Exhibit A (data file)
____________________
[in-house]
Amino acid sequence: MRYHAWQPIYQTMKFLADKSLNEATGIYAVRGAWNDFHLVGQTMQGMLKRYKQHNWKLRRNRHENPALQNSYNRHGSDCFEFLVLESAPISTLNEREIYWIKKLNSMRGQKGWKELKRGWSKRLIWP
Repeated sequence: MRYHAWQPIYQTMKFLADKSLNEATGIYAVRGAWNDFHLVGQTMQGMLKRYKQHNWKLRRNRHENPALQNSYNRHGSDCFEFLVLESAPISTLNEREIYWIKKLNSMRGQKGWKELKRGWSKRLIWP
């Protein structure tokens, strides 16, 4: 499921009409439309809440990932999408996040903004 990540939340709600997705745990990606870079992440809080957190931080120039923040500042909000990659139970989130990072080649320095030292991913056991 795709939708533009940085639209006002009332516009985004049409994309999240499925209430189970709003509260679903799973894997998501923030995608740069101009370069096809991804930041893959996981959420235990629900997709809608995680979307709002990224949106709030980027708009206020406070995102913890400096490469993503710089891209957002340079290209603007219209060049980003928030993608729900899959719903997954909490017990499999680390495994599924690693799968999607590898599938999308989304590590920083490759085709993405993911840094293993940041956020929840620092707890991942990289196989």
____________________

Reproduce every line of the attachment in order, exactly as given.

[in-house]
Amino acid sequence: MRYHAWQPIYQTMKFLADKSLNEATGIYAVRGAWNDFHLVGQTMQGMLKRYKQHNWKLRRNRHENPALQNSYNRHGSDCFEFLVLESAPISTLNEREIYWIKKLNSMRGQKGWKELKRGWSKRLIWP
Repeated sequence: MRYHAWQPIYQTMKFLADKSLNEATGIYAVRGAWNDFHLVGQTMQGMLKRYKQHNWKLRRNRHENPALQNSYNRHGSDCFEFLVLESAPISTLNEREIYWIKKLNSMRGQKGWKELKRGWSKRLIWP
């Protein structure tokens, strides 16, 4: 499921009409439309809440990932999408996040903004 990540939340709600997705745990990606870079992440809080957190931080120039923040500042909000990659139970989130990072080649320095030292991913056991 795709939708533009940085639209006002009332516009985004049409994309999240499925209430189970709003509260679903799973894997998501923030995608740069101009370069096809991804930041893959996981959420235990629900997709809608995680979307709002990224949106709030980027708009206020406070995102913890400096490469993503710089891209957002340079290209603007219209060049980003928030993608729900899959719903997954909490017990499999680390495994599924690693799968999607590898599938999308989304590590920083490759085709993405993911840094293993940041956020929840620092707890991942990289196989």